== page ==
News publications and other organizations are encouraged to reuse Direct Relief-published content for free under a Creative Commons License (Attribution-Non-Commercial-No Derivatives 4.0 International), given the republisher complies with the requirements identified below.

When republishing:

  • Include a byline with the reporter’s name and Direct Relief in the following format: "Author Name, Direct Relief." If attribution in that format is not possible, include the following language at the top of the story: "This story was originally published by Direct Relief."
  • If publishing online, please link to the original URL of the story.
  • Maintain any tagline at the bottom of the story.
  • With Direct Relief's permission, news publications can make changes such as localizing the content for a particular area, using a different headline, or shortening story text. To confirm edits are acceptable, please check with Direct Relief by clicking this link.
  • If new content is added to the original story — for example, a comment from a local official — a note with language to the effect of the following must be included: "Additional reporting by [reporter and organization]."
  • If republished stories are shared on social media, Direct Relief appreciates being tagged in the posts:
    • Twitter (@DirectRelief)
    • Facebook (@DirectRelief)
    • Instagram (@DirectRelief)

Republishing Images:

Unless stated otherwise, images shot by Direct Relief may be republished for non-commercial purposes with proper attribution, given the republisher complies with the requirements identified below.

  • Maintain correct caption information.
  • Credit the photographer and Direct Relief in the caption. For example: "First and Last Name / Direct Relief."
  • Do not digitally alter images.

Direct Relief often contracts with freelance photographers who usually, but not always, allow their work to be published by Direct Relief’s media partners. Contact Direct Relief for permission to use images in which Direct Relief is not credited in the caption by clicking here.

Other Requirements:

  • Do not state or imply that donations to any third-party organization support Direct Relief's work.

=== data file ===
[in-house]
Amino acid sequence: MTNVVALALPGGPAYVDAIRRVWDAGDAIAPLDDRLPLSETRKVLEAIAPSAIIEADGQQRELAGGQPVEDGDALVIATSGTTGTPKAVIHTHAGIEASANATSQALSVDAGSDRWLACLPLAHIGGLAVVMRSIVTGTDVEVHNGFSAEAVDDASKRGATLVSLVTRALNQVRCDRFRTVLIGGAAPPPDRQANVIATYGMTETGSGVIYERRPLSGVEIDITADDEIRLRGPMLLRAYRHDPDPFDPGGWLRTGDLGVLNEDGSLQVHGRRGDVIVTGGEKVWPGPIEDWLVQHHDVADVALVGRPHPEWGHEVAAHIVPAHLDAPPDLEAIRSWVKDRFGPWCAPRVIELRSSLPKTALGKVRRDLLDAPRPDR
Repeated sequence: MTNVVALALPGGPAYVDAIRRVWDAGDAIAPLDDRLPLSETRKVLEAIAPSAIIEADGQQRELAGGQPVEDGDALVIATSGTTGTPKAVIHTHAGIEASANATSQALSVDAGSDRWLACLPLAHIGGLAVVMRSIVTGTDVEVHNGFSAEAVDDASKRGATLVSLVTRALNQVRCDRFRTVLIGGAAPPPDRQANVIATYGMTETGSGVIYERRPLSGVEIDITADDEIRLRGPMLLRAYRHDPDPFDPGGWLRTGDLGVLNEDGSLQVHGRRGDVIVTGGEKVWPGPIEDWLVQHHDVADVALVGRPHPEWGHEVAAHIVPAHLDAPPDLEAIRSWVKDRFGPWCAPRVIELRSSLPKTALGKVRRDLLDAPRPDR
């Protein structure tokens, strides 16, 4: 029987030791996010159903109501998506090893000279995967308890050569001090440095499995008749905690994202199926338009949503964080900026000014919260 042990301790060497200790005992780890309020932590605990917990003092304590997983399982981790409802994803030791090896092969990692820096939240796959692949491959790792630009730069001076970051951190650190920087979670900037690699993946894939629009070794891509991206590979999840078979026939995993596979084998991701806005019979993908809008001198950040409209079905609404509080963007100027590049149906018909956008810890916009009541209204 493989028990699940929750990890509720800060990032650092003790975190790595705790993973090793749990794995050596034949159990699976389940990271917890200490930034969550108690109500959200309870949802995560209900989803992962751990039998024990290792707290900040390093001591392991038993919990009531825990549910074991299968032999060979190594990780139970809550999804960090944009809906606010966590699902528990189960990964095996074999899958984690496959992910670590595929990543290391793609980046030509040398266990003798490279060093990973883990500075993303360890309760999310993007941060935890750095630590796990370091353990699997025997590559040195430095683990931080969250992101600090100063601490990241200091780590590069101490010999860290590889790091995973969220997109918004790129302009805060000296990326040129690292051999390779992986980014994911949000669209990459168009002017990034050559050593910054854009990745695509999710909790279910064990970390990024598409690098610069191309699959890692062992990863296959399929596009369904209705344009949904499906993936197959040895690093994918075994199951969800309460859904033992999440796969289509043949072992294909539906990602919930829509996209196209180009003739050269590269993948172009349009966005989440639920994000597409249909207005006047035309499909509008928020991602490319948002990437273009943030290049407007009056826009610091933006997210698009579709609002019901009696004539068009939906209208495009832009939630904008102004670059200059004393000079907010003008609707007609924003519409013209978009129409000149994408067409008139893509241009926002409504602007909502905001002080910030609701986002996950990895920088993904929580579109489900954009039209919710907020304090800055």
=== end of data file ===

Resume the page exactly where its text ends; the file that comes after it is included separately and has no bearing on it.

• Republishers may not sell Direct Relief's content.
  • Direct Relief's work is prohibited from populating web pages designed to improve rankings on search engines or solely to gain revenue from network-based advertisements.
  • Advance permission is required to translate Direct Relief's stories into a language different from the original language of publication. To inquire, contact us here.
  • If Direct Relief requests a change to or removal of republished Direct Relief content from a site or on-air, the republisher must comply.

For any additional questions about republishing Direct Relief content, please email the team here.

Direct Relief Commits $250,000 in Funds to Assist Rohingya Refugees, Makes Full Medical Inventory Available for Relief Efforts


Rohingya Refugee Crisis

A volunteer carries a Direct Relief Emergency Medical Backpack outside of Hope Hospital in Cox’s Bazar, Bangladesh. Direct Relief is supporting the hospital with medical aid as they work to establish field hospitals throughout the Rohingya settlements. (Photo by Rajib Dhar for Direct Relief)

In response to the Rohingya refugee crisis and in advance of the upcoming monsoon season, Direct Relief committed an initial $250,000 in cash Friday and made available its full inventory of medical resources to support the provision of quality health care in Rohingya settlements.

The Rohingya refugee situation is among the world’s most urgent humanitarian crises. With more than 800,000 individuals living in densely populated camps and packed in makeshift shelters with minimal infrastructure, the risks to human health and safety abound. Outbreaks of diphtheria and measles have already occurred in the camps, and concerns are mounting from upcoming rains and the potential for cholera and other water-borne disease that follow.

“Direct Relief is deeply concerned about the unfolding crisis surrounding the Rohingya people in Bangladesh and understands from experience how the massive and rapid influx of people into a densely populated area can rapidly escalate into a massive humanitarian crisis,” said Direct Relief President and CEO Thomas Tighe. “As always, the priority is to support local partners who live and work in Cox’s Bazar and have the established systems to best care for the influx of people.”

Since the refugee crisis began, Direct Relief has sent $2.7 million in requested medical supplies to health providers in Bangladesh. Recipients of medical assistance include Hope Hospital and other providers in Cox’s Bazar.

Rohingya refugees walk unpaved streets in the Madhuchara camp on January 18, 2018 in Cox’s Bazar, Bangladesh. Direct Relief is shipping medical aid in advance of the monsoon season, which begins in April and is raising concern about health risks like cholera. (Photo by Rajib Dhar for Direct Relief)

Among the supplies delivered to date are 18 field clinic tents, solar panels and battery systems to provide power and lighting within healthcare clinics and delivery rooms, diagnostic equipment, water purification systems, personal protective gear for medical staff, wound care materials, hygiene items and oral rehydration salts.

Additionally, Direct Relief is prepositioning emergency medical supplies in advance of monsoon season and has already delivered an Emergency Health Kit comprised of the medical materials needed to care for 1,000 patients in low-resource settings, in accordance with World Health Organization guidelines.

Giving is Good Medicine

You don't have to donate. That's why it's so extraordinary if you do.